Carlton wasn't exactly chopped liver. He got a few breaking balls up in the early innings and Cey jumped on one of them. Lefty allowed just six hits and struck out six Dodgers in seven innings. After Carlton struck out Sutton in the third with a wickedly plunging slider, the pitcher tipped his batting helmet as he walked away.


"Out of respect," Don said. "The man is the class pitcher in baseball. He never ceases to amaze me."


The loss dropped the division-leading Phillies into an almost flat-footed tie for first with the Expos, who beat the Giants. As tough as it was to see Carlton's effort go to waste, they went down to a pitcher who has allowed a run or less in half his 26 starts and has been involved in 12 no-decisions.


"He could easily be in the running for the Cy Young," Tommy Lasorda said. "He's got 10 wins but he's pitched well enough to have at least 18. The man has started 26 games now and the only time he didn't have good enough stuff to win was the national TV opener in Houston, the game where Nolan Ryan hit a homer off him. "He hasn't given up more than four runs in any other start. He only gave up five that game and I've seen a lot of pitchers give up five runs and walk away with a W."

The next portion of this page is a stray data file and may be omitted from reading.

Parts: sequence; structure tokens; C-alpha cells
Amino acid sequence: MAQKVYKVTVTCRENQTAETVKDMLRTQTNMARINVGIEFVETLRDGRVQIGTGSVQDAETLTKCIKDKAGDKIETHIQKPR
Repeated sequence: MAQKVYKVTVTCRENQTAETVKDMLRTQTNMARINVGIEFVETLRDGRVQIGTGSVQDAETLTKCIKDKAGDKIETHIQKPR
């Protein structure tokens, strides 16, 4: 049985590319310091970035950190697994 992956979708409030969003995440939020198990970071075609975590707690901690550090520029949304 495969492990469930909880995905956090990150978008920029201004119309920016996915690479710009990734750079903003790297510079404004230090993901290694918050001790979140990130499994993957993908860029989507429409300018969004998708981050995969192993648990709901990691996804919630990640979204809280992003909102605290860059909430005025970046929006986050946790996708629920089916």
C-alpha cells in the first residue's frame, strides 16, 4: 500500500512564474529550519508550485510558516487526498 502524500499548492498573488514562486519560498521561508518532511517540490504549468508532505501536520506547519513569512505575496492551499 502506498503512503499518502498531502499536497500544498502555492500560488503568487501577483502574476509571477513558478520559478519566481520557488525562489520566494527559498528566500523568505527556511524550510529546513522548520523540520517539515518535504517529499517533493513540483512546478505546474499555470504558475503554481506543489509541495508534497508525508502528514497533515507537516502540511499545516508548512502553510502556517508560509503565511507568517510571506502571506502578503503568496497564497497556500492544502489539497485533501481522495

SUTTON. SAYS HIS breaking ball was close to the best it has been at any time in a distinguished career. "It was good enough for me to try to remember what I was doing to make it so good," he said. "I'm going to be around five more years and that's the kind of breaking ball I want to have."


He's still unsigned and he will make one of the better free-agent catches for somebody if he fails to come to terms with Dodger President Al Campanis.


There is a lot of Pete Rose in Sutton. You know he’ll be out there taking his turn every fifth day. He thrives in pressure situations and he keeps you in every game he pitches.


"We've got to score a run," Mike Schmidt said. Then he shrugged. "But the guy only gave us one chance to score a run with a base hit. He put us in a position where we had to hit a home run to get on the board and that's tough to do the way he was spotting the ball."


PHILUPS: For some odd reason, the crowd of 41,019 was several hundred less than turned out to see Thursday night's game. Considering it was Friday night and the well-advertised pitching matchup, the game should have drawn closer to 50,000. Dodgers aren't crying, though. They've averaged just under 40,000 for 65 dates... Phils cut down a run by pitching out with Mickey Hatcher on third and Don Sutton batting in the fifth. As suspected, the Dodgers had the suicide squeeze on and Hatcher was called out for deflecting Bob Boone's throw to third with his right arm... Larry Christenson takes on Bob Welch tonight and the long trip will end tomorrow afternoon with a Dave Goltz-Dick Ruthven matchup.

3 Winners


There were three winners yesterday in the Daily News Home Run Payoff contest.


In the eighth inning of the Phillies-Dodgers game, Philadelphians Jorge Galarza, Marge McCarty and Jacob J. Jacobs each won four tickets to a Phillies game.


To date, the Daily News has paid out $16,695.


Today's entry coupon appears on this page.